A bill to legislate a Magnitsky Act in Australia was first introduced into Parliament in December 2018 by Labor MP Michael Danby, an avowed neocon of the Cheney-Wolfowitz outlook of targeting potential economic and military rivals to global Anglo-American dominance, namely Russia and China, in the name of “democracy”. Danby is a patron of the British Henry Jackson Society (HJS), named after the godfather of American neocons; HJS founder Brendan Simms boasted in a 2011 article lauding the regime-change operation in Libya, which turned that nation into a failed state and haven for terrorists and slave traders, that “Democracy can be dropped from 10,000 feet”, i.e. we can bomb democracy into countries. Danby is especially hostile to China, as is HJS fellow traveller Liberal MP Andrew Hastie, who was speaking alongside Simms at a HJS event in London in July 2019 when he compared China to Nazi Germany.
Danby retired at the 2019 election, and his bill expired, but in December 2019 Foreign Minister Marise Payne moved for the Joint Standing Committee on Foreign Affairs, Defence and Trade’s Human Rights Sub-committee to conduct an inquiry into “the use of targeted sanctions to address human rights abuses”. An example of an alleged human rights abuse being used to promote a Magnitsky Act in Australia is the allegation of mass-detention of Uighur Muslims in Xinjiang in China. In multiple articles in 2018 and 2019, the Australian Alert Service exposed these claims as a US-instigated disinformation campaign.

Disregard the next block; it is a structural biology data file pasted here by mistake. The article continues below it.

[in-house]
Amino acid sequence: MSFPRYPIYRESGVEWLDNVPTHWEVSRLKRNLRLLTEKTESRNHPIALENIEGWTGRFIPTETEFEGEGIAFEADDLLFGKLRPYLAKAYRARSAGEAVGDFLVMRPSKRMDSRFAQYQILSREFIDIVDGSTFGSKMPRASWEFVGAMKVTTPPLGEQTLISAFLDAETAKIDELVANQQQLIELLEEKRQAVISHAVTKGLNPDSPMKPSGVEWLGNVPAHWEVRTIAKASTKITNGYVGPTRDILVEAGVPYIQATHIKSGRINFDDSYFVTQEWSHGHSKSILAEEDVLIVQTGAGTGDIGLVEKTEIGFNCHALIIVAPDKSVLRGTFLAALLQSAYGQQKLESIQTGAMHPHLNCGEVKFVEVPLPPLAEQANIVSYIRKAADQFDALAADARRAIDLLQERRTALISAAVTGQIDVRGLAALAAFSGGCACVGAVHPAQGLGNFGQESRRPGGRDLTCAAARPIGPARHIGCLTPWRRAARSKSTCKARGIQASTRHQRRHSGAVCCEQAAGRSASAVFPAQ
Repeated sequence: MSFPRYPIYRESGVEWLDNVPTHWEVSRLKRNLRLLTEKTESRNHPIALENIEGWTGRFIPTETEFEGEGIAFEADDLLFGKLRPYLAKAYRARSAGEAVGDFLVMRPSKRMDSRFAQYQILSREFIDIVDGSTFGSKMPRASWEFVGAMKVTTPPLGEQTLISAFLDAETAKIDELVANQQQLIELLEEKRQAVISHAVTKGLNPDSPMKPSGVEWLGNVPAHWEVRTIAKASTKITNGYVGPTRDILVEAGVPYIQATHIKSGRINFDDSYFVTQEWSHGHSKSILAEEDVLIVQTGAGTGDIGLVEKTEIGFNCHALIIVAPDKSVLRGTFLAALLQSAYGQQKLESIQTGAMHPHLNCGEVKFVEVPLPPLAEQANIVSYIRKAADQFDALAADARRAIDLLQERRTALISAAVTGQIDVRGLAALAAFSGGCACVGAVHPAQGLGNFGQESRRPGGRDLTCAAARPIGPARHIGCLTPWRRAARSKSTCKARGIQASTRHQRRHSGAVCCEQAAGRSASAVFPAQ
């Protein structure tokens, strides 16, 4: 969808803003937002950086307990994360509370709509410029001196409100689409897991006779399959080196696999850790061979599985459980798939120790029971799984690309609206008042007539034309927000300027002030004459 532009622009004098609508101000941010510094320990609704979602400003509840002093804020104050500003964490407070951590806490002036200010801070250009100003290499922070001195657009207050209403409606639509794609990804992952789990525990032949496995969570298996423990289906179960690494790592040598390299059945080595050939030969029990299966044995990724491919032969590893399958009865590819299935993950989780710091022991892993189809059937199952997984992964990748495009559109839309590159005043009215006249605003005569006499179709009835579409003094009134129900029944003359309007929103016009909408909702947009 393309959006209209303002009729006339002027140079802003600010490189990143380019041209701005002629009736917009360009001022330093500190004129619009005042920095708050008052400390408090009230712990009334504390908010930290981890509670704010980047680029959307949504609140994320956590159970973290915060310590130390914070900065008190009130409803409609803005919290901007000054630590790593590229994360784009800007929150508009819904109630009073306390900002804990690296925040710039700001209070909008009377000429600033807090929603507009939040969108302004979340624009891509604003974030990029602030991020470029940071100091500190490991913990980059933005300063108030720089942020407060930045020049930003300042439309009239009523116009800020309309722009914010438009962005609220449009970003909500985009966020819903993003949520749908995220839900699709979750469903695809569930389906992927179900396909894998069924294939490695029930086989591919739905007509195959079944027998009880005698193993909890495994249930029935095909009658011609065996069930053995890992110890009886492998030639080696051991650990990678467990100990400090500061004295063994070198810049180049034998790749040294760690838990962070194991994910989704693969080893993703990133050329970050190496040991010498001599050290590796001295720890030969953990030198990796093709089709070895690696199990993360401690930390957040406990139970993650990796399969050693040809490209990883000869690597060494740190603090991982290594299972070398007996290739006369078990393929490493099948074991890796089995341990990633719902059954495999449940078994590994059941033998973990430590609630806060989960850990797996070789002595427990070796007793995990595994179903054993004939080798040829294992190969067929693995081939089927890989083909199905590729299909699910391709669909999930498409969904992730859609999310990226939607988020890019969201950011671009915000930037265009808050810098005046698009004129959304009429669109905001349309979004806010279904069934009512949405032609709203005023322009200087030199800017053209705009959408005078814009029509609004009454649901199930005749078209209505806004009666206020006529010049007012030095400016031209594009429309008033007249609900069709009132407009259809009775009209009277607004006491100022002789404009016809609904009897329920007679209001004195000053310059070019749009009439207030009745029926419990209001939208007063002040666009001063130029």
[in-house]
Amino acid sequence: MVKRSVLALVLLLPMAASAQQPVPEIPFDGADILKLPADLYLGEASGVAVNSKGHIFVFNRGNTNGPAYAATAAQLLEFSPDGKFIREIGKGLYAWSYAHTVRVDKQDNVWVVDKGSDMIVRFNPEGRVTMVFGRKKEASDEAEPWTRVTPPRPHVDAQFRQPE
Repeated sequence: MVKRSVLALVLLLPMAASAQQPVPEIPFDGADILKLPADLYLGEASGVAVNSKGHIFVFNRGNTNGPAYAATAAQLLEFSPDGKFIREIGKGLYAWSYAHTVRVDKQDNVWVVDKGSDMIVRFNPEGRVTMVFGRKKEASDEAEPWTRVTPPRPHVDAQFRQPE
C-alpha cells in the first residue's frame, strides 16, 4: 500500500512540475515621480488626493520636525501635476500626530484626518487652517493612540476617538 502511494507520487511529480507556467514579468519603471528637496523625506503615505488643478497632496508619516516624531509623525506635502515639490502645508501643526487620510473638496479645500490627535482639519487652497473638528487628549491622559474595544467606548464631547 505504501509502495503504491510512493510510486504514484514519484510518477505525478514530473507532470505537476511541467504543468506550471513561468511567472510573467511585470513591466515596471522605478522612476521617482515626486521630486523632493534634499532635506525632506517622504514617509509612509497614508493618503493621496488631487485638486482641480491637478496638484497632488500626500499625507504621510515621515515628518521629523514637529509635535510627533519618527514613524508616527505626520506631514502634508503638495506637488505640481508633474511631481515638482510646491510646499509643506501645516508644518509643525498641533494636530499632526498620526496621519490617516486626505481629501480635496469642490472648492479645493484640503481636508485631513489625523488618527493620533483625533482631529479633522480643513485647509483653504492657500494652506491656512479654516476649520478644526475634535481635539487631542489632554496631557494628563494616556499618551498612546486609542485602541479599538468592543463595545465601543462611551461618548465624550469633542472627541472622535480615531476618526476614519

In a 17 February submission to the inquiry, Bill Browder urged: “As an integral member of the Five Eyes, it would make sense for Australia to follow in the footsteps of the United States, the United Kingdom and Canada. If Australia does not have its own Magnitsky Act, the country is at risk of becoming a magnet for dirty money from human rights abusers and kleptocrats from around the world.”
Not only is this statement extremely rich coming from a man who is a front for the notoriously dirty bank HSBC, it illustrates the dangerous hypocrisy behind the agenda. The Five Eyes intelligence partnership, in which ASIO and Australia’s other agencies are subservient to British and US intelligence, is by any measure a discredited entity, due to its role in deliberately fabricating lies labelled “intelligence” under orders from Tony Blair and Dick Cheney, in order to orchestrate the invasion of Iraq in 2003. With its disastrous consequences, including the deaths of over a million Iraqis, the illegal invasion of Iraq must rank as the gravest human-rights atrocity of the 21st century, yet its perpetrators in the USA and UK remain rich and influential. Moreover, it is these very perpetrators who are aggressively pushing for Magnitsky Acts to give them more avenues for targeting Russia and China, nations not involved in the horrors of Iraq or its follow-up act in Libya (in fact Russia has rescued Syria from a similar fate).
The world will not achieve peace unless nations can find ways to cooperate on the common aims of mankind. The neocon agenda behind the Magnitsky Act is to make such cooperation impossible and keep the world at perpetual war, which is why an Australian Magnitsky Act must be stopped.
By Robert Barwick, Australian Alert Service 26 February 2020